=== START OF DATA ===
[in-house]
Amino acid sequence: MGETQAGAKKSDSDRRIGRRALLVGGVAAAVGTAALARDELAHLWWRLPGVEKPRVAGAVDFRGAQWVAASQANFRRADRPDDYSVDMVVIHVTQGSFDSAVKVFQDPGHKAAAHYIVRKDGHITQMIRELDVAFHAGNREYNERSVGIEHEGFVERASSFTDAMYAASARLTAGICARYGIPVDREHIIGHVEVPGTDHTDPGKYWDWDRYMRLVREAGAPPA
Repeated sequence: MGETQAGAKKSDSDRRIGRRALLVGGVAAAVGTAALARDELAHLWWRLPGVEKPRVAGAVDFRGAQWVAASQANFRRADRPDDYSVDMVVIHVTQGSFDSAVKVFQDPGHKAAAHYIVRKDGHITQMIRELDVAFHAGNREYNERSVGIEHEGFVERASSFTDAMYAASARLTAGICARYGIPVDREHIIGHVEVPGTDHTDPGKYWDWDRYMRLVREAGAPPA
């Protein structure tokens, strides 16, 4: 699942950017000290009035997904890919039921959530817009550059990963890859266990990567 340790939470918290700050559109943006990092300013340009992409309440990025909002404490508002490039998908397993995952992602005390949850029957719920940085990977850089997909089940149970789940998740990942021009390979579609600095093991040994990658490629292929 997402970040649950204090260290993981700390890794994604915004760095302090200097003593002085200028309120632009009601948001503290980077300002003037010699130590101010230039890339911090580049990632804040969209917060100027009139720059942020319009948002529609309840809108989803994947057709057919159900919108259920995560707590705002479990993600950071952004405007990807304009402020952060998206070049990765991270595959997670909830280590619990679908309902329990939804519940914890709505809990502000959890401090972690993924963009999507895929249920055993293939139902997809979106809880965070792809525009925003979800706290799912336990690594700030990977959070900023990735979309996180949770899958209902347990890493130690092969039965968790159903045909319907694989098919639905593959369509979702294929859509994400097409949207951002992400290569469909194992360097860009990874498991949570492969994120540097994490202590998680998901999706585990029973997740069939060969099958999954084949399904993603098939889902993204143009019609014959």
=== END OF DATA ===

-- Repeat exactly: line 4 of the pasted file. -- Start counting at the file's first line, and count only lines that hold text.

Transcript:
């Protein structure tokens, strides 16, 4: 699942950017000290009035997904890919039921959530817009550059990963890859266990990567 340790939470918290700050559109943006990092300013340009992409309440990025909002404490508002490039998908397993995952992602005390949850029957719920940085990977850089997909089940149970789940998740990942021009390979579609600095093991040994990658490629292929 997402970040649950204090260290993981700390890794994604915004760095302090200097003593002085200028309120632009009601948001503290980077300002003037010699130590101010230039890339911090580049990632804040969209917060100027009139720059942020319009948002529609309840809108989803994947057709057919159900919108259920995560707590705002479990993600950071952004405007990807304009402020952060998206070049990765991270595959997670909830280590619990679908309902329990939804519940914890709505809990502000959890401090972690993924963009999507895929249920055993293939139902997809979106809880965070792809525009925003979800706290799912336990690594700030990977959070900023990735979309996180949770899958209902347990890493130690092969039965968790159903045909319907694989098919639905593959369509979702294929859509994400097409949207951002992400290569469909194992360097860009990874498991949570492969994120540097994490202590998680998901999706585990029973997740069939060969099958999954084949399904993603098939889902993204143009019609014959």